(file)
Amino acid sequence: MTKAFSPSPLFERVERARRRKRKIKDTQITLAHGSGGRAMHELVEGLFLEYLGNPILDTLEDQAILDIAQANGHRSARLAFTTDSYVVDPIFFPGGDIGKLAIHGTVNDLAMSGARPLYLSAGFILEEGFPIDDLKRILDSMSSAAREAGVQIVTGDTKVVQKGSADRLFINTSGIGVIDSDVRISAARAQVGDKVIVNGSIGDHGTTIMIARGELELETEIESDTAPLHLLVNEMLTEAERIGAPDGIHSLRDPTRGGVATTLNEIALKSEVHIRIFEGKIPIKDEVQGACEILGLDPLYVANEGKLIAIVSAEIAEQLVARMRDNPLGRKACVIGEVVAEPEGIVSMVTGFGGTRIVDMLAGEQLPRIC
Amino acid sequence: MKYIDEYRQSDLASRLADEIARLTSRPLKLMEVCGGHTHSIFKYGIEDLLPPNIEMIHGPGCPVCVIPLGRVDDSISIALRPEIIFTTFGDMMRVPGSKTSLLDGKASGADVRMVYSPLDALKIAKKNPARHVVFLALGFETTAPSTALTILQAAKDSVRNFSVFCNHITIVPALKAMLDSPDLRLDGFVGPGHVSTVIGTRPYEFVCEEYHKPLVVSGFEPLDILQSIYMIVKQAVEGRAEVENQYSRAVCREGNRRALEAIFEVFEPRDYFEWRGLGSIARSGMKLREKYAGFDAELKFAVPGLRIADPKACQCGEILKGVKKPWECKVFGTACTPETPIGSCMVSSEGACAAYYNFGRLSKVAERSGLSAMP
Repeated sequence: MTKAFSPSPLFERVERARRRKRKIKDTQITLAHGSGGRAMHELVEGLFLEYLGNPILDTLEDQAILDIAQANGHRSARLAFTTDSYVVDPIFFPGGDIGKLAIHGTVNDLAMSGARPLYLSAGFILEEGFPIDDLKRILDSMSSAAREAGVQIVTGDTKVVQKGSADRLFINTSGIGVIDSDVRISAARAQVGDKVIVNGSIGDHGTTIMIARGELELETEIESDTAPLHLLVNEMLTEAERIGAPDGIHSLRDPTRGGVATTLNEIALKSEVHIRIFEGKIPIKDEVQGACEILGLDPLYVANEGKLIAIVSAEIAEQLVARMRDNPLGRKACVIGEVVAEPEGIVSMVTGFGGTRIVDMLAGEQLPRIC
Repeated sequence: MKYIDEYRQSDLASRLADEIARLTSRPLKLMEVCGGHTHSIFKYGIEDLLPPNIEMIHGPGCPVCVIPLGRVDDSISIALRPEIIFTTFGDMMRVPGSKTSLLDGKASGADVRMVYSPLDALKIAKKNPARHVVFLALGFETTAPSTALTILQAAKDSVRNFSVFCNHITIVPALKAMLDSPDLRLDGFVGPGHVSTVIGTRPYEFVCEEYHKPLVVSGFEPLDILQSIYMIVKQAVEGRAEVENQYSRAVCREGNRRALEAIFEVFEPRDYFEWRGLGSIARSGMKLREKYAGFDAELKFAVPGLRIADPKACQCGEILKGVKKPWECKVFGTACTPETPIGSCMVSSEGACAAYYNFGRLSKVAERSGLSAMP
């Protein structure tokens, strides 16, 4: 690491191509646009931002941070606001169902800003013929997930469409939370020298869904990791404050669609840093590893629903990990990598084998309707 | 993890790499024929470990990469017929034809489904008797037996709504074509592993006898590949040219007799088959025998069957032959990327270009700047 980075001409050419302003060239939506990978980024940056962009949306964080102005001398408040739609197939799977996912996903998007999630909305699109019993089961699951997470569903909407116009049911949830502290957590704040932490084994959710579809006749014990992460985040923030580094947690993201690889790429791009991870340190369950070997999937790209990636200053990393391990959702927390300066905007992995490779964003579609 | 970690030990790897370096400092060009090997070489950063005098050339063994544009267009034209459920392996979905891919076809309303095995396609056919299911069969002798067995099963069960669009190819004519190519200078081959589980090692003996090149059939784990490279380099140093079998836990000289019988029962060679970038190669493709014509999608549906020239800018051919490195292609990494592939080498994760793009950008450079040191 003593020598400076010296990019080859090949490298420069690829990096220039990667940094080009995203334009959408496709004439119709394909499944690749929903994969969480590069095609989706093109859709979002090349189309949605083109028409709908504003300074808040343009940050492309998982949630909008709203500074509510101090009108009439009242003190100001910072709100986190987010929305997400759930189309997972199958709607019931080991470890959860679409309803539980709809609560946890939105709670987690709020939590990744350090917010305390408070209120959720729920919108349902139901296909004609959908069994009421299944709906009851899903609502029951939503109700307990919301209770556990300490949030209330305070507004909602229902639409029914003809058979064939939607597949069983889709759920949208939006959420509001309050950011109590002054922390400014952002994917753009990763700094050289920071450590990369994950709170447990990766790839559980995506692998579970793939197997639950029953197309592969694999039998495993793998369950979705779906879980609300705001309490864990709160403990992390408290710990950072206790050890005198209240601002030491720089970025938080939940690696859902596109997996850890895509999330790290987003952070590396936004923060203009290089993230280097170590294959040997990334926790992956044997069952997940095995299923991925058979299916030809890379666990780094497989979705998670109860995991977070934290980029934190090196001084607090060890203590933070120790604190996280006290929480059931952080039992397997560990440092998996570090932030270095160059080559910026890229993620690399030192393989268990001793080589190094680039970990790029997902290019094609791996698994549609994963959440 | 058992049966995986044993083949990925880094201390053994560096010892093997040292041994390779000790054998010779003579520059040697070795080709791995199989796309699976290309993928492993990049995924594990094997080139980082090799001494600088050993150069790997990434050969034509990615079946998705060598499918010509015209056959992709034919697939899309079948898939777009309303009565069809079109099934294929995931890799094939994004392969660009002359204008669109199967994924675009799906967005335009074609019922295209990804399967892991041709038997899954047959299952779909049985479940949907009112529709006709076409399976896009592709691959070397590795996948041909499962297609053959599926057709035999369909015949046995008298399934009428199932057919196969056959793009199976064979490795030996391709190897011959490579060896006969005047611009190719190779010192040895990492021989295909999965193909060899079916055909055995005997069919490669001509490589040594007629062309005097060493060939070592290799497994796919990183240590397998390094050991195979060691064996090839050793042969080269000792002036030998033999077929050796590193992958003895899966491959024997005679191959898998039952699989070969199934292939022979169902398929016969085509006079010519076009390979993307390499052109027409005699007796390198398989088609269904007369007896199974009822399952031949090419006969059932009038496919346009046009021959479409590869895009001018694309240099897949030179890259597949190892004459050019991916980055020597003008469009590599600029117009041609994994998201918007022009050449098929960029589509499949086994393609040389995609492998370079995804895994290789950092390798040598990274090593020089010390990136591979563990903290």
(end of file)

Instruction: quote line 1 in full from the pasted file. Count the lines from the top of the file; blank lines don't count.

Amino acid sequence: MTKAFSPSPLFERVERARRRKRKIKDTQITLAHGSGGRAMHELVEGLFLEYLGNPILDTLEDQAILDIAQANGHRSARLAFTTDSYVVDPIFFPGGDIGKLAIHGTVNDLAMSGARPLYLSAGFILEEGFPIDDLKRILDSMSSAAREAGVQIVTGDTKVVQKGSADRLFINTSGIGVIDSDVRISAARAQVGDKVIVNGSIGDHGTTIMIARGELELETEIESDTAPLHLLVNEMLTEAERIGAPDGIHSLRDPTRGGVATTLNEIALKSEVHIRIFEGKIPIKDEVQGACEILGLDPLYVANEGKLIAIVSAEIAEQLVARMRDNPLGRKACVIGEVVAEPEGIVSMVTGFGGTRIVDMLAGEQLPRIC